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|Title:||Vectorisation and interpretation of drawings with artistic cues|
|Abstract:||Computer modelling from two dimensional sketches is becoming more popular among people who wish to engage in modern design. Although the interpretation of sketches seems to be a trivial problem for human observers who have an innate ability to see and understand depth in drawings, machine interpretation of sketches is a nontrivial problem and has been the subject of research, particularly since a simple drawing may have a large number of possible 3D interpretations, of which, only a select few are deemed plausible by human observers. While edge boundary strokes are sufficient to elicit a 3D interpretation of the sketched object, humans do not rely solely on the edge boundary strokes and often introduce additional artistic cues to aid other observers into interpreting the sketch. Such artistic cues introduce additional difficulties in the separation of the object sketches from the artistic cue. To our knowledge, shadows have only been used in the interpretation of edges from photographic scenes where labelling algorithms are used to distinguish shadow edges from object edges rather than to modulate the 3D interpretation of the object. Our contributions to this research area are twofold. We first describe, implement and evaluate a circle-based vectorisation algorithm that allows us to obtain vector representations of sketched objects even when these contain shadows. This vectorisation algorithm uses evidence accumulated from concentric sampling circles which allows us to detect junctions and lines even when these are off-centered from the circle samplers, hence extending the current state-of-the-art in drawing vectorisation algorithms which require clean images and centred samplers. We further observe the artistic cues that are used by artists in sketches and develop an edge labelling interpretation algorithm that uses shading and table line cues to modulate the interpretation of the sketch according to the design intent as portrayed by the cues present in the sketch. Since human observers can tolerate a degree of error in the sketched cues, we cast the edge interpretation algorithm in a genetic algorithm framework, thereby allowing our interpretation algorithms to determine edge interpretations when cues are missing or drawn incorrectly. We evaluate our algorithms on sample drawings created by nine volunteering participants, obtaining a vector representation and subsequently an edge interpretation of the drawings that corresponds to the drawing intent.|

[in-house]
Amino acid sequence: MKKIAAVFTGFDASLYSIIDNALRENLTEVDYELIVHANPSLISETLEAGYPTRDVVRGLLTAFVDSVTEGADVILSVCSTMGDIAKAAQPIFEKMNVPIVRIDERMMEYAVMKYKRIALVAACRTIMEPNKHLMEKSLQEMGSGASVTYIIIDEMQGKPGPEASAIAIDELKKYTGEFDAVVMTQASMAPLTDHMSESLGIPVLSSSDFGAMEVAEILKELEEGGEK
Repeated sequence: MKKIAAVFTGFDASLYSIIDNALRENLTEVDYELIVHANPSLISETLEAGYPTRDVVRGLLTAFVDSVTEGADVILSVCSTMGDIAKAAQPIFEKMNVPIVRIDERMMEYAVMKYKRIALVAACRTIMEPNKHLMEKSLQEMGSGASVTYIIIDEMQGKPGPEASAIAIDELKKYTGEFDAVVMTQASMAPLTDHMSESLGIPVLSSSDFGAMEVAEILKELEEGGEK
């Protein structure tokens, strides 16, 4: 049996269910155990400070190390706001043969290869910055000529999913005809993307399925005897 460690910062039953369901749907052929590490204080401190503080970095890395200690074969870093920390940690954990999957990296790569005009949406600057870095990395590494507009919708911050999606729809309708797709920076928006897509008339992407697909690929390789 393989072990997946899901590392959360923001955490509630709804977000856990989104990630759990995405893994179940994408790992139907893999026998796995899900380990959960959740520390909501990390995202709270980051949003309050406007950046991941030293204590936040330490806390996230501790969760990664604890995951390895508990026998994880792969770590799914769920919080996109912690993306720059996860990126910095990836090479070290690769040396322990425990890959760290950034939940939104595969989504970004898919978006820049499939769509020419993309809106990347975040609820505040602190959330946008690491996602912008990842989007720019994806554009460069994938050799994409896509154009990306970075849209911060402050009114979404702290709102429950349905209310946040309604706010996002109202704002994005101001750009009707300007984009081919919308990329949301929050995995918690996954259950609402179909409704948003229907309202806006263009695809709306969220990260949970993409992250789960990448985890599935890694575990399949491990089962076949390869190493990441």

|Appears in Collections:||Dissertations - FacEng - 2015|
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